Canada. 2015. Rapid Screening of Substances from Phase Two of the Domestic Substances List Inventory Update. Avalailable from: http://www.chemicalsubstanceschimiques.gc.ca/plan/approach-approche/rapid-eng.php
Cimorelli A, Stahl C. 2013. Avoiding "proofiness": Addressing uncertainty in environmental characterization. Integr. Environ. Assess. Manage. 10(1): 138-141.
de Wolf W, Siebel-Sauer A, Lecloux A, Koch V, Holt M, Feijtel T, Comber M, Boeije G. 2005. Mode of action and aquatic exposure thresholds of no concern. Environ. Toxicol. Chem. 24(2):479-485.
Dimitrov S, Dimitrova G, Pavlov T, Dimitrova D, Patlevisz G, Niemela J, Mekenyan O. 2005. A stepwise approach for defining the applicability domain of SAR and QSAR models. J. Chem. Inf. Model. 45(4): 839-849.
Dimitrov SD, Mekenyan OG, Sinks GD, Schultz TW. 2003. Global modeling of narcotic chemicals: ciliate and fish toxicity. J. Mol. Structr. 622(1-2): 62-70.
Ding D, Xu L, Fang H, Hong H, Perkins R, Harris S, Bearden ED, Shi L, Tong W. The EDKB: an established knowledge base for endocrine disrupting chemicals. BMC Bioinformatics 2010, 11 Suppl 6:S5.
Enoch SJ, Hewitt M, Cronin MTD, Azam S, Madden JC. 2008. Classification of chemicals according to mechanism of aquatic toxicity: An evaluation of the implementation of the Verhaar scheme in Toxtree. Chemosphere 73(73): 243-248.
[ECCC] Environment and Climate Change Canada. 2016a. Gatineau (QC): ECCC. Data used to create substance-specific hazard and exposure profiles and assign risk classifications. Available from: firstname.lastname@example.org.
[ECCC] Environment and Climate Change Canada. 2016b. Gatineau (QC): ECCC. Assigned emission factors for NAICS and Substance Function Codes. Information in support of Ecological Risk Classification of Organic Substances. Available from: email@example.com.
Escher BI, Ashauer R, Dyer S, Hermens JLM, Lee J-H, Leslie HA, Mayer P, Meador JP, Warne MSJ. 2011. Crucial role of mechanisms and modes of toxic action for understanding tissue residue toxicity and internal effect concentrations of organic chemicals. Integr Environ Assess Manag. 7 (1): 28-49
Fang M, Tong W, Branham S, Moland CLS, Dial L, Hong H, Xie Q, Perkins R, Owens W, Sheehan DM. 2003. Study of 202 Natural, Synthetic, and Environmental Chemicals for Binding to the Androgen Receptor. Chem. Res. Toxicol., 16(10): 1338 -1358.
Gouin T, Mackay D, Webster E, Wania F. 2000. Screening Chemicals for Persistence in the Environment. Environ. Sci. Technol. 34 (5): 881–884.
Integrated Environmental Assessment and Management. 2011. 7(1): 1-140.
Kelly BC, Gobas FA, McLachlan MS. 2004. Intestinal absorption and biomagnification of organic contaminants in fish, wildlife and humans. Environ Toxicol Chem 23(10):2324-2336.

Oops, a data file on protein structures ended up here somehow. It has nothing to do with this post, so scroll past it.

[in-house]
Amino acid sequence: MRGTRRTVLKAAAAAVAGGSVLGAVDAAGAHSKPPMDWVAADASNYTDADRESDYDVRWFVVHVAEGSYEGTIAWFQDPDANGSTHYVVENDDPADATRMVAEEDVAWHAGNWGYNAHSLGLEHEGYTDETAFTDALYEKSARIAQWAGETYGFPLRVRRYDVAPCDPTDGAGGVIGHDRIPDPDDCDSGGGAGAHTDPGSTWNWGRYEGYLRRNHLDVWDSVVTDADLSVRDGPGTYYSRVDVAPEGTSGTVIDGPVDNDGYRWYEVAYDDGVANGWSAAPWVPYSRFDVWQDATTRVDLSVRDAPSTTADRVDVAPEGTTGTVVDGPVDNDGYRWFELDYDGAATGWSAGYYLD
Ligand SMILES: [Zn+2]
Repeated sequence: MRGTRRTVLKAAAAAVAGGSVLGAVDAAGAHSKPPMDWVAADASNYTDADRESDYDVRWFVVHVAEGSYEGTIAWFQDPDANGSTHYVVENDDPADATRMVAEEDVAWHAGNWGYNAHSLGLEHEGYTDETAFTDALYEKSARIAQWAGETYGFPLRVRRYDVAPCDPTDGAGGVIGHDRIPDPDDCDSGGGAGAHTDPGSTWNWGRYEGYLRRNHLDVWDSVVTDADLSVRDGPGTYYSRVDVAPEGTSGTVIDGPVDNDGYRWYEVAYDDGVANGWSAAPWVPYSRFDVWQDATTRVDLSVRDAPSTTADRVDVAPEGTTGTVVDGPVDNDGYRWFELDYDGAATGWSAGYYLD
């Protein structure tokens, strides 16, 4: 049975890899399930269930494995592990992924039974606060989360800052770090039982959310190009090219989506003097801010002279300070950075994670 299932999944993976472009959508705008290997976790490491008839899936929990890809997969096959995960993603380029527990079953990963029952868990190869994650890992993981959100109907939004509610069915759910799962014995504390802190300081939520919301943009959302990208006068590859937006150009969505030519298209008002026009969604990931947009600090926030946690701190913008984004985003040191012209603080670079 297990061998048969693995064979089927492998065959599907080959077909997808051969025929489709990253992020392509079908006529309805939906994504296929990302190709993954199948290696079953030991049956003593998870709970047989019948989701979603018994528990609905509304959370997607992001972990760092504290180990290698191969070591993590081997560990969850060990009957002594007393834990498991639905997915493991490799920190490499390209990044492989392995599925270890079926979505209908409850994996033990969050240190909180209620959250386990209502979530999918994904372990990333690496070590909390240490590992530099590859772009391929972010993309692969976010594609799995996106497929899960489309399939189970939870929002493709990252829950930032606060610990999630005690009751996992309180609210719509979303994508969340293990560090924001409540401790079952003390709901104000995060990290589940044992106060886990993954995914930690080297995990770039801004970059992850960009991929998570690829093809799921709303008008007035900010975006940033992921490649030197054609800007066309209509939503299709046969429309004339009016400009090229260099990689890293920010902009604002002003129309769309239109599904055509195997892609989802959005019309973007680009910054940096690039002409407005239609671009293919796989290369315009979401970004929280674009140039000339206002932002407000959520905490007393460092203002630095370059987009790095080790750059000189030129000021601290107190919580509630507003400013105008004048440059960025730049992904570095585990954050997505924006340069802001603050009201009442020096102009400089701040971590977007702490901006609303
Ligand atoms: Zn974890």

Klasmeier J, Matthies M, MacLeod M, Fenner K, Scheringer M, Stroebe M, Le Gall AC, McKone TE, van de Meent D, Wania F. 2006. Application of multimedia models for screening assessment of long-range transport potential and overall persistence. Environ. Sci. Technol. 40(1):53–60.
Liu Y, Liggio J, Harner T, Jantunen L, Shoeib M, Li S-M. 2014. Heterogeneous OH initiated oxidation: a possible explanation for the persistence of organophosphate flame retardants in air. Environ. Sci. Technol. 48(2): 1041-1048.
Mackay D, Arnot JA, Petkova EP, Wallace KB, Call DJ, Brooke LT, Veith GD 2009. The physicochemical basis of QSARs for baseline toxicity. SAR QSAR Environ. Res. 20(3-4): 393-414.
Mackay D, Hughes DM, Romano ML, Bonnell M. 2014b. The role of persistence in chemical evaluations. Integrated Environ Assessment Management 10(4):588-594.
Mackay, D., McCarty, L.S. and J.A. Arnot. 2014a. Relationships between exposure and dose in aquatic toxicity tests for organic chemicals. Environ. Toxicol. Chem. 33(9): 2038-46.
Maeder V, Escher BI, Scheringer M, Hungerbühler K. 2004. Toxic ratio as an indicator of the intrinsic toxicity in the assessment of persistent, bioaccumulative, and toxic chemicals. Environ. Sci. Technol. 38(13): 3659-3666.
McCarty LS, Arnot JA, Mackay D. 2013. Evaluation of critical body residue for acute narcosis in aquatic organisms. Environ Toxicol Chem 32(10): 2301-2314.
McCarty LS, Mackay D. 1993. Enhancing ecotoxicological modeling and assessment: critical body residues and modes of toxic action. Environ Sci Technol 27(9):1719-1728.
Mekenyan O, Serafimova R. 2009. Mechanism-Based Modeling of Estrogen Receptor Binding Affinity A COREPA Implementation. CRC Press, pp. 259-293.
[OECD] Organisation for Economic Co-operation and Development. 2004. Guidance Document On The Use Of Multimedia Models For Estimating Overall Environmental Persistence And Long-Range Transport. (Series on Testing and Assessment No.45). Report No. ENV/JM/MONO(2004)5, JT00160339. Paris (FR): OECD.